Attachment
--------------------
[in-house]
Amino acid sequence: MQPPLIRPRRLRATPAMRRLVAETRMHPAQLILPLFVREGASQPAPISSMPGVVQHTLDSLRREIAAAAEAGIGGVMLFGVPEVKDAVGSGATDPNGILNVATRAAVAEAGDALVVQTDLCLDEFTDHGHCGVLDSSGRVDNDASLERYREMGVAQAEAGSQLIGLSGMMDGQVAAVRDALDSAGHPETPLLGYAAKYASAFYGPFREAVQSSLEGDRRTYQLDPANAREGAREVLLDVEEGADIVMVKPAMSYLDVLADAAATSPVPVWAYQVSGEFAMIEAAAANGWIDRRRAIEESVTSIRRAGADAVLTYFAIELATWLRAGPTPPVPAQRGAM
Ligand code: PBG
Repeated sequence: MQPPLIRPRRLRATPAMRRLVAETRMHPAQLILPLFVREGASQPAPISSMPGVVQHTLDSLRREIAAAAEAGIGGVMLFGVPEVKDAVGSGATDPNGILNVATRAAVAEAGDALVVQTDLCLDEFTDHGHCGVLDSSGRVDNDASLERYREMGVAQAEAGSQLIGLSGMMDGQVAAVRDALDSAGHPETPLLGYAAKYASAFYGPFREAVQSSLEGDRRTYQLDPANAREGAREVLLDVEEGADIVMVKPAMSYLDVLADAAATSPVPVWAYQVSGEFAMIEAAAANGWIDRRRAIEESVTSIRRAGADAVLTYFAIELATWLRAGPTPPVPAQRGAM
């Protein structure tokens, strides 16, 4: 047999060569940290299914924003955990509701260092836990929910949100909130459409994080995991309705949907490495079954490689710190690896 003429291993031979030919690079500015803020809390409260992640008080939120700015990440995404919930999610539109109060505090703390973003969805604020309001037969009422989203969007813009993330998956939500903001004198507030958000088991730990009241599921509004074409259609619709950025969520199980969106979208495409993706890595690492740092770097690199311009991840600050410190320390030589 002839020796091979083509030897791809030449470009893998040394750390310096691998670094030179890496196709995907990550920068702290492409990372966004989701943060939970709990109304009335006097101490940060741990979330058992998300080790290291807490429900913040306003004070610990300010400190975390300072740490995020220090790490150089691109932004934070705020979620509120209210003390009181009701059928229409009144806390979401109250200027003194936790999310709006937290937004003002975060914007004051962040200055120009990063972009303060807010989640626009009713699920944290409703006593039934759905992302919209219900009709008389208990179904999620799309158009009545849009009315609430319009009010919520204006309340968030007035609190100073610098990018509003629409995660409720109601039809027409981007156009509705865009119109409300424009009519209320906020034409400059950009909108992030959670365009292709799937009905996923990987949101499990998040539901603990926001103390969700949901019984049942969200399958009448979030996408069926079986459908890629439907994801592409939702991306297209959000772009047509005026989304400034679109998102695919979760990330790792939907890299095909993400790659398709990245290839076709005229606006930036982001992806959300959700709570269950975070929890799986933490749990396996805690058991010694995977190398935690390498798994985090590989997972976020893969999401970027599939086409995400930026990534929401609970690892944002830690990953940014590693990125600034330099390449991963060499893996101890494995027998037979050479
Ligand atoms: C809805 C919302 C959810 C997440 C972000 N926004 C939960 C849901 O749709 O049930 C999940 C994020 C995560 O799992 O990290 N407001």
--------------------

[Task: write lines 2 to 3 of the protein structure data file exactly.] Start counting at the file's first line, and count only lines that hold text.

Amino acid sequence: MQPPLIRPRRLRATPAMRRLVAETRMHPAQLILPLFVREGASQPAPISSMPGVVQHTLDSLRREIAAAAEAGIGGVMLFGVPEVKDAVGSGATDPNGILNVATRAAVAEAGDALVVQTDLCLDEFTDHGHCGVLDSSGRVDNDASLERYREMGVAQAEAGSQLIGLSGMMDGQVAAVRDALDSAGHPETPLLGYAAKYASAFYGPFREAVQSSLEGDRRTYQLDPANAREGAREVLLDVEEGADIVMVKPAMSYLDVLADAAATSPVPVWAYQVSGEFAMIEAAAANGWIDRRRAIEESVTSIRRAGADAVLTYFAIELATWLRAGPTPPVPAQRGAM
Ligand code: PBG